Blood Bank


Blood bank

A blood bank is a place where blood is collected from donors, typed, separated into components, kept, and prepared for transfusion to recipients. A blood bank can be an individual free-standing facility or part of a bigger laboratory in a hospital.

What is blood banking?

Blood banking is the process that takes place in the laboratory to make sure that donated blood is safe before they are used in blood transfusions and other clinical procedures. Blood banking involves typing the blood for transfusion and testing for infectious diseases.

Who are the blood donors?

Many blood donors are volunteers, but sometimes, a patient may wish to donate blood a couple of weeks before undergoing surgery, so that his or her blood is readily available in case of a blood transfusion. The case of donating blood for oneself is called an autologous donation. Volunteer blood donors must have certain criteria, including the following:

·       Must not be less than 16 years of age, or in accordance with state law   

·       Must be in good health

·       Must weigh not less than 110 pounds

·       Must pass the physical and health history test given before donation

Some states allow people younger than 16 or 17 years to donate blood, with parental acknowledgment.

What tests are done in blood banking?

A certain group of standard tests are done in the lab immediately after blood is donated, including, but not limited to, the following:

Typing: ABO group (blood type)

Rh typing (positive or negative antigen)

Screening for any unexpected red blood cell antibodies that may cause issues in the recipient

Screening for recent or past infections, including

Hepatitis viruses B and C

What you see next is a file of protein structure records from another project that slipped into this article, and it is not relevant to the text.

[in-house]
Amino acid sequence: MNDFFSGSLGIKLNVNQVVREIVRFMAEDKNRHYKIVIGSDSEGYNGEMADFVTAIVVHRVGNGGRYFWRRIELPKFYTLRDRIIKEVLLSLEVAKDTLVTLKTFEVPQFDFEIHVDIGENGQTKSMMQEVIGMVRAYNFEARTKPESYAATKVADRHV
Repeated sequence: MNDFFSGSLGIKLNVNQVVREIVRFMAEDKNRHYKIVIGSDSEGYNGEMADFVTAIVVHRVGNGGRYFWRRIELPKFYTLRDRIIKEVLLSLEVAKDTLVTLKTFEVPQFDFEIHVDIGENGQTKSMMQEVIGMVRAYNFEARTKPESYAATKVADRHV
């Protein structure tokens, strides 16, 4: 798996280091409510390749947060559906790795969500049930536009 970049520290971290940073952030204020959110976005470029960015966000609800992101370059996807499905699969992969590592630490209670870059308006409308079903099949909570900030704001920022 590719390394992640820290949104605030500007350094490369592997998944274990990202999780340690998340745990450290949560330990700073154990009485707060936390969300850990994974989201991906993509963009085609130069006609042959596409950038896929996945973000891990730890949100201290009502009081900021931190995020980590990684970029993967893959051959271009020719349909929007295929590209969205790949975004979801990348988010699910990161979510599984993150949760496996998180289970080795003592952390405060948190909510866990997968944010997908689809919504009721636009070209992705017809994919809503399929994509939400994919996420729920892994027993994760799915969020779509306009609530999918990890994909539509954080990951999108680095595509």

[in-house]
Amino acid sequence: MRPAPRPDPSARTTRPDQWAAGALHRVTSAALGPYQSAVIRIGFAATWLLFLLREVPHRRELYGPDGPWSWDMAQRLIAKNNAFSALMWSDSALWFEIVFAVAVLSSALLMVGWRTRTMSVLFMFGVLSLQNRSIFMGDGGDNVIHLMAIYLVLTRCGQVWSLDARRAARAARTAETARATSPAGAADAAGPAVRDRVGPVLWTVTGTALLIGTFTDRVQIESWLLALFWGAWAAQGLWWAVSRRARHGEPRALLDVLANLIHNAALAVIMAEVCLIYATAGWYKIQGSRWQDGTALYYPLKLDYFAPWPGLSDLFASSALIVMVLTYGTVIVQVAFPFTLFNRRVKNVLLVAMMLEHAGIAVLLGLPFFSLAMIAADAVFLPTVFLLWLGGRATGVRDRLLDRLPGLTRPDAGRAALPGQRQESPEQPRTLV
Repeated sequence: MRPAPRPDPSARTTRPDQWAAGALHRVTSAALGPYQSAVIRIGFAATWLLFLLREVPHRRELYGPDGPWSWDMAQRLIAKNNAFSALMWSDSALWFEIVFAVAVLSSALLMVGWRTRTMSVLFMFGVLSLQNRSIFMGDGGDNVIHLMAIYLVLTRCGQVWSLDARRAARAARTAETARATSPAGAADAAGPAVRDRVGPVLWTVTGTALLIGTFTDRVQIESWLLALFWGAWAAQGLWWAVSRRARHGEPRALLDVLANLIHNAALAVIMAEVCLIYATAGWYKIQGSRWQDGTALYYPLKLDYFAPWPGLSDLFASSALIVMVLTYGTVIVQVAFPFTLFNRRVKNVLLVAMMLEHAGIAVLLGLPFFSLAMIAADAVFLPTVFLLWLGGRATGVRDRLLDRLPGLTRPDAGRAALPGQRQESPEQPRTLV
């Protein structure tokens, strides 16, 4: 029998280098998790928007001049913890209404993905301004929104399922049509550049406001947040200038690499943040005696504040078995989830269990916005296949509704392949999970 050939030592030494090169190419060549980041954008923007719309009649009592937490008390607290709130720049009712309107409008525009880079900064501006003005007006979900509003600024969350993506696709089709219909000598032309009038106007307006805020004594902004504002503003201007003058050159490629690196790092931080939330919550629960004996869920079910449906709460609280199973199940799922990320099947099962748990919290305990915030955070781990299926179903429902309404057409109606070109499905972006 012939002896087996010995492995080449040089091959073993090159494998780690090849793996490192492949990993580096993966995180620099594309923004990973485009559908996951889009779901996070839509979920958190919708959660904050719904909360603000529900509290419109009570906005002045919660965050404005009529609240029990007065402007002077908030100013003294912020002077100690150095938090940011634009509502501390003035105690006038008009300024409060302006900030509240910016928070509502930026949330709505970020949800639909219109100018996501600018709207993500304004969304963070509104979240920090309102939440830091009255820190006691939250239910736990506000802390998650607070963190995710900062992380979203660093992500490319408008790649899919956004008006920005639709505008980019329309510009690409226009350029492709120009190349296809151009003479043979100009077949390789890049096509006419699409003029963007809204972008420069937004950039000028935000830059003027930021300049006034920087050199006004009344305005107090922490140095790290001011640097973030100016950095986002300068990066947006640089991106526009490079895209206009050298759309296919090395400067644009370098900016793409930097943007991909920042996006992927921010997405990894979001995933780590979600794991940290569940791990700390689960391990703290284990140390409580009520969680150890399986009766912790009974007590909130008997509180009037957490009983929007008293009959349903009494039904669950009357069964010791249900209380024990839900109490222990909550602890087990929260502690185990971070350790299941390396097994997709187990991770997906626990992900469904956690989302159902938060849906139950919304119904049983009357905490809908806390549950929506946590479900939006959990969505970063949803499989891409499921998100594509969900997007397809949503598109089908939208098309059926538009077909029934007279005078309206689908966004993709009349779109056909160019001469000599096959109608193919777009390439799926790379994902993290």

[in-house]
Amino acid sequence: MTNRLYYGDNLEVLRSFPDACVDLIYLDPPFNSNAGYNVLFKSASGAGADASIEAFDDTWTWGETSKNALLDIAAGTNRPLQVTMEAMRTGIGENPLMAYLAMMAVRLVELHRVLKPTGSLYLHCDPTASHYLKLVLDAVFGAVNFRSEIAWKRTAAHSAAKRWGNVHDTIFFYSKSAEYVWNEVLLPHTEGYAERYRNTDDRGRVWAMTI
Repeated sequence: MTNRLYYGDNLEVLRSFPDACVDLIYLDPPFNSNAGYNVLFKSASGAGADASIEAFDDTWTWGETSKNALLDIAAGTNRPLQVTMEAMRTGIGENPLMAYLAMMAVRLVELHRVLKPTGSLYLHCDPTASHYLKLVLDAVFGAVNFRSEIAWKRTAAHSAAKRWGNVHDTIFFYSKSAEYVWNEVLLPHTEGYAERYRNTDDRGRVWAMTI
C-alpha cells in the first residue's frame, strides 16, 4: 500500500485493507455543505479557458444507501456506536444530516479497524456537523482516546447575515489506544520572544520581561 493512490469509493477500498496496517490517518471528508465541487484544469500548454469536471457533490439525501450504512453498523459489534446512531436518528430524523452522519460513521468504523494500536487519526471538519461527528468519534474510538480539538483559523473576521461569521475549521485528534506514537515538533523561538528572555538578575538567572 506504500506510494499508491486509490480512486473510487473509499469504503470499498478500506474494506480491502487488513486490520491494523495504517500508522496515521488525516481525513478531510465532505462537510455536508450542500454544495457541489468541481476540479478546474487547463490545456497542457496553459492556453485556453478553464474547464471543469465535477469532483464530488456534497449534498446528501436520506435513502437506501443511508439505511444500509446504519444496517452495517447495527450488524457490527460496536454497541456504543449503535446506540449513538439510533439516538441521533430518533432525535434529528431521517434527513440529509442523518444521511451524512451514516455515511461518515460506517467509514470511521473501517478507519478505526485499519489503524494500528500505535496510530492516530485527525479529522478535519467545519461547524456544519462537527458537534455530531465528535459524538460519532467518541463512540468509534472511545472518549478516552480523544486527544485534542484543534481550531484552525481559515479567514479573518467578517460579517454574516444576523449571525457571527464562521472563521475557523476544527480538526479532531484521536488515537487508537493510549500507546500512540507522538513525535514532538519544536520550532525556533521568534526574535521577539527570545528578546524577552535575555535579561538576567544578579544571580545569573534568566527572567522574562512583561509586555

Human immunodeficiency virus (HIV)

Human T-lymphotropic viruses (HTLV) I and II


West Nile virus

Chagas disease 

Irradiation to blood cells is carried out to disable any T-lymphocytes present in the donated blood. (T-lymphocytes can start a reaction when transfused, but can also cause graft-versus-host issues with repeated exposure to foreign cells.)

Leukocyte-reduced blood has been filtered to take away the white blood cells that contain antibodies that can lead to fevers in the recipient of the transfusion. (These antibodies, with repeated transfusions, can also raise a recipient's risk of reactions to subsequent transfusions.)

What are the blood types?

·       O Rh-positive

·       A Rh-positive

·       B Rh-positive

·       O Rh-negative

·       A Rh-negative

·       AB Rh-positive

·       B Rh-negative

·       AB Rh-negative

What are the components of blood?

While blood, or any of its components, may be transferred, each component serves a lot of functions, including the following:

Red blood cells. These cells transport oxygen to the tissues in the body and are mainly used in the treatment of anaemia.

Platelets. They assist the blood to clot and are used in the cure of leukaemia and other types of cancer.

White blood cells. These cells help to combat infection, and aid in the immune functions.

Plasma. The watery, liquid component of the blood in which the red blood cells, white blood cells, and platelets are suspended. Plasma is required to transport the many parts of the blood through the bloodstream. Plasma serves many functions, including the following:

Helps to balance blood pressure

Supplies proteins for blood clotting

Maintains the levels of sodium and potassium

Cryoprecipitate AHF. The part of the plasma that contains clotting factors that aid in controlling bleeding.

Albumin, immune globulins, and clotting factor concentrates may also be divided and processed for transfusions.







DisclaimerThe information provided herein is for patient general knowledge only and should not be used during any medical emergency, diagnosis or treatment of any medical condition. Duplication for personal and commercial use must be authorized in writing by

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